An Update on U.S. Federal Student Loan Forgiveness
The U.S. Federal Student Aid program remains a powerhouse of financial support for students seeking loans to cover the costs of post-secondary education. These days, that amounts to around $112 BILLION annually.
I’ve been writing about forgiveness for such loans a lot lately, in light of the current administration’s plans to announce additional loan forgiveness sometime in the near future. In fact, President Biden himself promised to provide more information “soon” back in April.
So far, those details have yet to be shared with the American public. A June 14 Forbes story, on the other hand, sheds useful additional light on forgiveness initiatives already in play, and related numbers of beneficiaries.
The Targeted Initiatives
The Forbes piece speaks directly to three programs for which loan forgiveness is already at work for holders of federal student loans. Altogether, it has benefitted more than 1.2 million Americans. Those programs are as follows:
Borrowers Harmed or Defrauded by Schools: Some schools misstated the benefits or value of their education programs, and fall under the Borrower Defense to Repayment umbrella; other school closures prevented borrowers from finishing their degrees, and fall under the Closed School Discharge program. Together, they represent $7.9 billion in cancelled federal student loans to 690,000 borrowers.
Public Service Loan Forgiveness (PSLF): This covers borrowers who devote their careers to public service work, including public school education. $7.3 billion in loans have been forgiven, for 127,000 borrowers. Note: This program will expire on Oct. 31 (How's that for a Halloween trick?), so eligible student loan holders should submit their applications ASAP under this program.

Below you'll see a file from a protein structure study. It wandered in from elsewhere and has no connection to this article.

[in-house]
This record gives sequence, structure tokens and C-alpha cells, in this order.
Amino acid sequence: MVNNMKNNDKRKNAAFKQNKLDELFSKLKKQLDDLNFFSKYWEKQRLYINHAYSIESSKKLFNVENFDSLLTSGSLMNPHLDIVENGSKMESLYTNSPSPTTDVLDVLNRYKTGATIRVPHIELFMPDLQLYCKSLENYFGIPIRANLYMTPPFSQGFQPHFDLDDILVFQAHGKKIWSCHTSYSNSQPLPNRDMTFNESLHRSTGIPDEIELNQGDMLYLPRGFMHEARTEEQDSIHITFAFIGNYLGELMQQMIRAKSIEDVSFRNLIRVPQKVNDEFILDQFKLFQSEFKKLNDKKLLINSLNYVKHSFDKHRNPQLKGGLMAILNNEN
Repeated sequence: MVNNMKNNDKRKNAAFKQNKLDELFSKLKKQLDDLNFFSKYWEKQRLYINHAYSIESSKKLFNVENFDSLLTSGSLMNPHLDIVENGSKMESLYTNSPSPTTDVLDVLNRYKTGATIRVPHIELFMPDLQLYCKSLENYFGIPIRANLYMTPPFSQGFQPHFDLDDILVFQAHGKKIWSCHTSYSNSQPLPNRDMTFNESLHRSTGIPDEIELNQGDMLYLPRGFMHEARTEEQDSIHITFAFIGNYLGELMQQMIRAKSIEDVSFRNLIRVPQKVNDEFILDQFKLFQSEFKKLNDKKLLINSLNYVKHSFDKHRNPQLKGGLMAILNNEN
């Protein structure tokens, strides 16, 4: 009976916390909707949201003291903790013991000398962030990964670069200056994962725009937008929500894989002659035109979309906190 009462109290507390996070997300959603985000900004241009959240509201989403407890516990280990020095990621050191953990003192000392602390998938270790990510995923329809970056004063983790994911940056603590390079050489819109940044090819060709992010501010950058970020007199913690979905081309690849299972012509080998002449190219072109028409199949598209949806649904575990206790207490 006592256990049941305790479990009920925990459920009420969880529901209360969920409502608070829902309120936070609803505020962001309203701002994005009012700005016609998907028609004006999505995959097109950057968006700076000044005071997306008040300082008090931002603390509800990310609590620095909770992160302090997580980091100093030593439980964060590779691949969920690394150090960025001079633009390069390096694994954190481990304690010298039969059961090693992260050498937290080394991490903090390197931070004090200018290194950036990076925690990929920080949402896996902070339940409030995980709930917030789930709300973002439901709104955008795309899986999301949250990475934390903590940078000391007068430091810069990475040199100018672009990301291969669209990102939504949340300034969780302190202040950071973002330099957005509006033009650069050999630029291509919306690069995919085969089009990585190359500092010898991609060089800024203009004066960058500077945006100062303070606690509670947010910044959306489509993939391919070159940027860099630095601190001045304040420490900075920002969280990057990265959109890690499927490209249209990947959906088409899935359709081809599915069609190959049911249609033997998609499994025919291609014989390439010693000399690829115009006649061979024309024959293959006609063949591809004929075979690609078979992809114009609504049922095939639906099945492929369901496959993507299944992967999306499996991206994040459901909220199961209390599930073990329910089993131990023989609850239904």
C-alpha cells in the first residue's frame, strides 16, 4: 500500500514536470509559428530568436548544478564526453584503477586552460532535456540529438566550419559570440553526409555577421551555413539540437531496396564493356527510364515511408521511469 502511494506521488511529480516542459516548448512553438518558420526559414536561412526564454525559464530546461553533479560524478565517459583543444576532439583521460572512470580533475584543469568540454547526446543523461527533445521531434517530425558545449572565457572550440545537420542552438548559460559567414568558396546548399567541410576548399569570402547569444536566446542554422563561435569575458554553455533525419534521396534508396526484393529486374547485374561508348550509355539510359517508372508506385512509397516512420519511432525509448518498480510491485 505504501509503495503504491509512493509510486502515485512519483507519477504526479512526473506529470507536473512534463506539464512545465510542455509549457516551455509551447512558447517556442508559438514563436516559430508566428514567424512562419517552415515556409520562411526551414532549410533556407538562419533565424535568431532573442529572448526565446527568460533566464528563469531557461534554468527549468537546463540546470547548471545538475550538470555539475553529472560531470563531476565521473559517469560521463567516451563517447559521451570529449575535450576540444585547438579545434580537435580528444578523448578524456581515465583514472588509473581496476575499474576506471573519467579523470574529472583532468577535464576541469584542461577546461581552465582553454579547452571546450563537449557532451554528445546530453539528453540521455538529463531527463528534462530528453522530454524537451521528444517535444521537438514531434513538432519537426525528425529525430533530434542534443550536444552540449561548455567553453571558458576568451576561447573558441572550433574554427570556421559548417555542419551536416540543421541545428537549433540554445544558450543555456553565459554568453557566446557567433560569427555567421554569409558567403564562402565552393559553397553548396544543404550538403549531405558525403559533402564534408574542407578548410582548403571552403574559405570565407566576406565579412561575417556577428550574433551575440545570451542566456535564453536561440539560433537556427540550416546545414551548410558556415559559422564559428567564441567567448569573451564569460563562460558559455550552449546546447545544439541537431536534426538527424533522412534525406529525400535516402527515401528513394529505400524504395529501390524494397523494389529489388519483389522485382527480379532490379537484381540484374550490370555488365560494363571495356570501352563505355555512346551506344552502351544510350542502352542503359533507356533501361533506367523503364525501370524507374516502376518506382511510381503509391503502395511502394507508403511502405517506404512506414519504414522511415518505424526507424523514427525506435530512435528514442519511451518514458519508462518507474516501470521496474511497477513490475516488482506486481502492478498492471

Permanent Disability Discharges (TPD): This covers borrowers who are disabled, and includes a streamlined application for Social Security disability benefits as well. $8.5 billion in loans have been forgiven so far, for more than 400,000 borrowers.
The final total for all this forgiveness so is around $23.7 billion. President Biden has spoken about forgiving an additional $25 billion of student debt, with some indication that means testing will apply to those who can benefit from planned loan reductions or cancellations.
Waiting on the Details
The current administration hasn’t yet shared its detailed plans for added loan forgiveness. But with midterm elections coming up in November, it’s not unreasonable to expect more news before September, to give the “good news” time to energize lackadaisical Democrats or independent voters.
Who knows? A bit of financial boosting in these inflationary times may even sway affected Republicans. That’s a big stretch, though, so please understand my commentary is a bit tongue-in-cheek on this topic.
What is important, as I’ve said before, is to recognize that debt forgiveness matters most to those who must struggle hardest to repay their loans. That’s why I think means testing is a good idea for deciding who gets off the federal student loan hook. In fact, I also think that those with a combination of low balances and low income should get highest priority.
Those folks are the ones most likely to struggle hardest, after all, to discharge those balances. In the same vein, those with large loan balances who are working as highly-paid professionals usually have multiple degrees, often including one or two advanced degrees, in their education portfolios. To my way of thinking, they should get no or only minimal loan forgiveness, since they’re most likely to enjoy incomes that make loan repayment entirely likely and predictable.
Again: As soon as the details on loan forgiveness become available, I’ll share them in another story here. In the meantime, stay tuned and stay cool, as the summertime heat builds up.